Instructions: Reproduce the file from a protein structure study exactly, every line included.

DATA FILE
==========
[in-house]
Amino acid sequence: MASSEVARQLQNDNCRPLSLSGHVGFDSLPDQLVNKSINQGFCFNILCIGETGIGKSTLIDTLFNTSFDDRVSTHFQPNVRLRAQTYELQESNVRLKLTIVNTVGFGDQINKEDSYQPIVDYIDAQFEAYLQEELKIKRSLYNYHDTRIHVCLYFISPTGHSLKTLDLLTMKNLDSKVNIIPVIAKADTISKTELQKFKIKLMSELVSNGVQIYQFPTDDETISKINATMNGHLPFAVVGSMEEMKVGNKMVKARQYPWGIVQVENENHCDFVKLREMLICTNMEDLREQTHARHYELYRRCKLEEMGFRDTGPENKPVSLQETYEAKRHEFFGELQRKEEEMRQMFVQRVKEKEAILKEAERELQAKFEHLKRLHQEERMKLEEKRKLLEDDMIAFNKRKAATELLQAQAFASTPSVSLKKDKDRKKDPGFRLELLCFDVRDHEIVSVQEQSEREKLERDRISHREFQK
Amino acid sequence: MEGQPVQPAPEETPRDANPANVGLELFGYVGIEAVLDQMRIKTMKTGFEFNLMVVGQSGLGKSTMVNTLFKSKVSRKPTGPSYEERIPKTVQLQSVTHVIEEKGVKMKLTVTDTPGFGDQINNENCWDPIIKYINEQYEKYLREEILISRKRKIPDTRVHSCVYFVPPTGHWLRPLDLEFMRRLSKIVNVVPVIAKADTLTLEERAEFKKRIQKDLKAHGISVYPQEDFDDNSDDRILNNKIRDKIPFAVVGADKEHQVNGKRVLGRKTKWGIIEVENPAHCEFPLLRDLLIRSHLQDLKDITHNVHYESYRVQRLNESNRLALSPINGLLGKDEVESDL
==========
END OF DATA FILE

[in-house]
Amino acid sequence: MASSEVARQLQNDNCRPLSLSGHVGFDSLPDQLVNKSINQGFCFNILCIGETGIGKSTLIDTLFNTSFDDRVSTHFQPNVRLRAQTYELQESNVRLKLTIVNTVGFGDQINKEDSYQPIVDYIDAQFEAYLQEELKIKRSLYNYHDTRIHVCLYFISPTGHSLKTLDLLTMKNLDSKVNIIPVIAKADTISKTELQKFKIKLMSELVSNGVQIYQFPTDDETISKINATMNGHLPFAVVGSMEEMKVGNKMVKARQYPWGIVQVENENHCDFVKLREMLICTNMEDLREQTHARHYELYRRCKLEEMGFRDTGPENKPVSLQETYEAKRHEFFGELQRKEEEMRQMFVQRVKEKEAILKEAERELQAKFEHLKRLHQEERMKLEEKRKLLEDDMIAFNKRKAATELLQAQAFASTPSVSLKKDKDRKKDPGFRLELLCFDVRDHEIVSVQEQSEREKLERDRISHREFQK
Amino acid sequence: MEGQPVQPAPEETPRDANPANVGLELFGYVGIEAVLDQMRIKTMKTGFEFNLMVVGQSGLGKSTMVNTLFKSKVSRKPTGPSYEERIPKTVQLQSVTHVIEEKGVKMKLTVTDTPGFGDQINNENCWDPIIKYINEQYEKYLREEILISRKRKIPDTRVHSCVYFVPPTGHWLRPLDLEFMRRLSKIVNVVPVIAKADTLTLEERAEFKKRIQKDLKAHGISVYPQEDFDDNSDDRILNNKIRDKIPFAVVGADKEHQVNGKRVLGRKTKWGIIEVENPAHCEFPLLRDLLIRSHLQDLKDITHNVHYESYRVQRLNESNRLALSPINGLLGKDEVESDL